A few years after moving to Manhattan, I decided to upgrade my social network and maybe also meet a girlfriend by joining a local Ultimate Frisbee league. One thing to love about Ultimate, in addition to its weird mix of injunction against physical contact alongside the constant threat of deadly headfirst collision by face-forward vault for the same ten-inch plastic disc as several other fast and forward-moving athletes, is that every team on which I have ever played, first in Beijing, then in Seoul, and now in New York, has been co-ed. This, of course, does not mean that all Ultimate teams are free of gendered shackles; USA Ultimate, for example, offers both co-ed and single-sex leagues at the club level, while the master-level league is only single-sex . But more so than any other common team sport in mind (with the possible exception of softball), Ultimate brings back happy school-age memories of running around like a maniac in physical education class with both halves of my similarly maniacal peers.
Co-ed is good. Ultimate is co-ed. Therefore, Ultimate is good. At least, it would seem, in theory. Alas, “living in a world where nothing bears out in practice what it promises incipiently,” perhaps I should have spent less of high school running around like a maniac and more heeding the English-class wisdom of Thomas-Johns Hardy and Irving. At least it would have saved me some acidic disappointment in my summer of playing Ultimate more than once as the token woman of five to six teammates per lineup. Where were the other women?
The previous year, I had toured a few Meetup events in Manhattan—namely, hot yoga and drawing—with an acquaintance visiting the city from overseas. While the sex ratio of free yoga classes available at any given time on YouTube would seem to imply the former an excellent means of meeting women, alas, it was not: While the instructor was, indeed, of the (presumably, though biology can take surprising turns) double-X persuasion, most of the students in the room were younger or middle-aged males. The same for the group drawing adventure: One would be hard-pressed to allege that something as simple as using a pencil to freehand the images on one’s mind could somehow be associated with maleness. And yet, there I was—poring over my notebook in a cafe in Midtown, on one end of a table occupied by six or seven men.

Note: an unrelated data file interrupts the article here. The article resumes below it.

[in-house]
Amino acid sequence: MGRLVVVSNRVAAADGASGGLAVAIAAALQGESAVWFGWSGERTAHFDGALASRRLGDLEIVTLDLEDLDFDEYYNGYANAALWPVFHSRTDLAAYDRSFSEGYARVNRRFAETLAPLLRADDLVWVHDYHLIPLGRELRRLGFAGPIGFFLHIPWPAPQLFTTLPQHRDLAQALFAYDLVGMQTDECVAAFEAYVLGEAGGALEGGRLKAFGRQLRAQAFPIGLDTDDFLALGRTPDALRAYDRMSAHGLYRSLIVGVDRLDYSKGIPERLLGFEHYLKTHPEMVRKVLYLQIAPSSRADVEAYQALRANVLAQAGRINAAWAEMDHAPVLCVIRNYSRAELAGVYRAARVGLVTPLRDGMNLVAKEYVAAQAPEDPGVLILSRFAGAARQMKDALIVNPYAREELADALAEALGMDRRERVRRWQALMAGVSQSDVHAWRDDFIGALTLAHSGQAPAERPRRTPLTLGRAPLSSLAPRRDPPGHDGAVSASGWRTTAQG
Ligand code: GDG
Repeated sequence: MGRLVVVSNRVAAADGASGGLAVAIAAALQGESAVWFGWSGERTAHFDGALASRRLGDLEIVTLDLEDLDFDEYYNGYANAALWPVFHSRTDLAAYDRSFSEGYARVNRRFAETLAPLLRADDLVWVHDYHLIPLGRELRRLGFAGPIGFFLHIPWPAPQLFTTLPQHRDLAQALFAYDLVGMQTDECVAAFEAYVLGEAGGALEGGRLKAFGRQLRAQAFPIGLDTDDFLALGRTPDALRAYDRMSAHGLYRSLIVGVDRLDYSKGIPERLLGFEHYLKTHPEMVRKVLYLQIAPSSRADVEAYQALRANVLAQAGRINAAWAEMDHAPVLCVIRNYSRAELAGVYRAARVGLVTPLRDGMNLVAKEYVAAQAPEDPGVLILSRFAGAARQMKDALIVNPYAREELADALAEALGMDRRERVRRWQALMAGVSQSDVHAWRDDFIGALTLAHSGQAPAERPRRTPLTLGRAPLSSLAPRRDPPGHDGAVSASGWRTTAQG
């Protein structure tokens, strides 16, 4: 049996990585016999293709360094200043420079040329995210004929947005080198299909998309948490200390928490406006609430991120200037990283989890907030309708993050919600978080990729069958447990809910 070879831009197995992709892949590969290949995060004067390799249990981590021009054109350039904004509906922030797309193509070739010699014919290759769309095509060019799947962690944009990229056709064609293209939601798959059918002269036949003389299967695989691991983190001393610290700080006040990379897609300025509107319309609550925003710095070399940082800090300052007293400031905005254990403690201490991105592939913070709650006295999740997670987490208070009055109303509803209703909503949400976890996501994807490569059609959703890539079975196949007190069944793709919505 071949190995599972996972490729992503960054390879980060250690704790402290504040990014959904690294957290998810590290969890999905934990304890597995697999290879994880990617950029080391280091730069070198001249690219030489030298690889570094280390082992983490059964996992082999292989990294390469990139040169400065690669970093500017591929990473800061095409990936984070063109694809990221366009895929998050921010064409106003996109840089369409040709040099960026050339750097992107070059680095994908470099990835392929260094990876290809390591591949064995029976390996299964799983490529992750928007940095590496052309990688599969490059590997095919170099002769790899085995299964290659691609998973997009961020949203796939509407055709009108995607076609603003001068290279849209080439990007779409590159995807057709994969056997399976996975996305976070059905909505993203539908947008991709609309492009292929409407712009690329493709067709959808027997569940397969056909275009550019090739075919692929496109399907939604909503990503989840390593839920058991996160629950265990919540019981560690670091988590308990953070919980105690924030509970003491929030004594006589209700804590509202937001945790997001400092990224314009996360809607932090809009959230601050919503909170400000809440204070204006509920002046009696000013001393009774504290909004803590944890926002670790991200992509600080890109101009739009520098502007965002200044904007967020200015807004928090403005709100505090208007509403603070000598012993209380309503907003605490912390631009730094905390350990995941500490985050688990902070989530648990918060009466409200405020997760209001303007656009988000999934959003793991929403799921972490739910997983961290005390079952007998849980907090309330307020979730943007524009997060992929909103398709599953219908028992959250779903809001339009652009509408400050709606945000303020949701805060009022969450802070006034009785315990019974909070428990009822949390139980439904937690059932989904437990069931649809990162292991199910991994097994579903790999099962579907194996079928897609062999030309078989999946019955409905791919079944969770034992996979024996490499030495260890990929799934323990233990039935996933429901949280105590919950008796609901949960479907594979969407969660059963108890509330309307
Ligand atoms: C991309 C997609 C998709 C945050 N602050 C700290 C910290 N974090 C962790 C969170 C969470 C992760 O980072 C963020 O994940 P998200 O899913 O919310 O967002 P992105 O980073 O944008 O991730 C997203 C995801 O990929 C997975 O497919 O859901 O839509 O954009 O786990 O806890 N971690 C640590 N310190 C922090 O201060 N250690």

Beyond these adventures in Ultimate, hot yoga, and drawing, further examples of this phenomenon abound. The gym that I frequent in non-virus times is three-quarters men. The scientific panel on which I presented my research a few weeks ago was otherwise all men. Almost every time I wander into a bar in Midtown or the Village with one friend or another we observe roiling oceans of men in jackets and button-downs ebbing and crashing against the rare scattered woman who shines through the crowds like a beacon at sea. Some excuses of varying validity can be made for these circumstances. But surely some activities would attract a disproportionate—or at least equitable—collective of female in addition to male participants. What about foreign languages, for example? What could be inherently gendered about passion for assimilating a semantic network that represents the collective experiences of all people, regardless of sex, in a particular culture? With this in mind, some weeks ago I accepted an invitation to a virtual workshop for Duolingo event leaders around the world—and found myself, once again, the sole woman in a sexual monoculture of six to ten men.
In fact, I can think of only a handful of times that events not explicitly for females, e.g., on the order of lesbian night at the local gay club, have yielded a large showing of women: A ballet class. A free yoga series on the Upper West Side. A small Swedish- and Norwegian-language social meetup among friends who already knew each other. A sparse scattering of instances, albeit from one person’s own constrained set of experiences, over several years in a massive internationalized urban space. Where, gode Gud, where are the women?